Etiology, Treatment Patterns, and Outcomes for Choroidal Neovascularization in the Pediatric Population: An Intelligent Research in Sight (IRIS®) Registry Study

Avni P. Finn, Danielle Fujino, Flora Lum, Prethy Rao

Research output: Contribution to journalArticlepeer-review

2 Scopus citations


Objective: Choroidal neovascularization (CNV) is a rare, but devastating, cause of vision loss in children, with most current publications limited to small case series. Using a large clinical registry allowed us to understand the most common causes of this disease and the visual outcomes. Design: Retrospective analysis. Participants: Patients younger than 18 years in the Intelligent Research in Sight Registry diagnosed with CNV between 2013 and 2019. Methods: Cases were identified based on International Classification of Diseases, Ninth and Tenth Revisions, diagnosis codes for CNV or CNV-related etiology and Current Procedural Terminology treatment codes. Main Outcome Measures: Etiology of CNV, treatment patterns, and visual outcomes. Results: Two thousand three hundred fifty-three eyes with pediatric CNV were identified. The most common identifiable causes of pediatric CNV were posterior uveitis or inflammatory chorioretinal disease (19.4%), myopia (18.4%), hereditary dystrophy (5.4%), chorioretinal scar (4.2%), choroidal rupture (3.5%), optic nerve drusen (3.2%), osteoma (1.9%), and solar retinopathy (0.2%). In 38.2% of eyes, CNV was idiopathic, and in 5.7% of eyes, multiple causes were coded. One thousand forty-one eyes (44.4%) underwent treatment. The mean age of mean age of patients whose eyes received treatment 13.6 ± 3.5 years compared with 12.4 ± 4.1 years for the untreated group (P < 0.001). In 88.9% of eyes, anti–vascular endothelial growth factor (VEGF) injections were administered, 7.9% of eyes received laser therapy, 0.3% of eyes received photodynamic therapy, and 2.9% of eyes received combination therapy. In the eyes receiving anti-VEGF agents, 68.4% required 3 injections or fewer (P < 0.0001). Eyes undergoing treatment exhibited worse baseline visual acuity (VA) than eyes that did not undergo treatment (0.62 ± 0.50 logarithm of the minimum angle of resolution [logMAR] vs. 0.44 ± 0.50 logMAR; P < 0.0001). Visual acuity in the treatment group improved significantly from 0.62 ± 0.50 logMAR at baseline to 0.39 ± 0.43 logMAR at year 1 (P < 0.0001). Visual acuity in the untreated group improved significantly from 0.44 ± 0.50 logMAR at baseline to 0.34 ± 0.44 logMAR at year 1 (P < 0.001). Treated eyes showed a statistically significant higher odds of exhibiting a 2-line vision improvement or better compared with the untreated group at 12 months regardless of treatment type and after controlling for baseline VA (odds ratio, 2.4; P < 0.0001). Conclusions: CNV is a rare, sight-threatening condition in children, with the most common causes being idiopathic, inflammatory chorioretinal disease, and myopia. Eyes undergoing treatment tended to be in older patients and showed worse baseline VA compared with eyes that did not undergo treatment. Those that were treated experienced significant improvement in vision that was maintained in the long term.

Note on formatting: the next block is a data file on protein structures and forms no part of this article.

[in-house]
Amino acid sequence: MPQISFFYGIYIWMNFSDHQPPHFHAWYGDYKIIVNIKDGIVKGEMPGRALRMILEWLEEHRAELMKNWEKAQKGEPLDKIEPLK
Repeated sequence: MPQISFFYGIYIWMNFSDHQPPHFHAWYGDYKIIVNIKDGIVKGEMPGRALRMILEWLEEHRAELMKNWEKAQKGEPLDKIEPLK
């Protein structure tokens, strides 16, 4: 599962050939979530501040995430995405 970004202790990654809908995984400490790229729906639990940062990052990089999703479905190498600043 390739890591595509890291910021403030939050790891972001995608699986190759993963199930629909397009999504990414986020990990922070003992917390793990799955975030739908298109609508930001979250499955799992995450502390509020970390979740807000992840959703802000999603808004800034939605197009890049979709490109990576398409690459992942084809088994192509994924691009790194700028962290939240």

Original languageEnglish (US)
Pages (from-to)130-138
Number of pages9
JournalOphthalmology Retina
Issue number2
StatePublished - Feb 2022


  • Anti-VEGF
  • Big data
  • Choroidal neovascularization
  • IRIS® Registry
  • Pediatrics

ASJC Scopus subject areas

  • Ophthalmology


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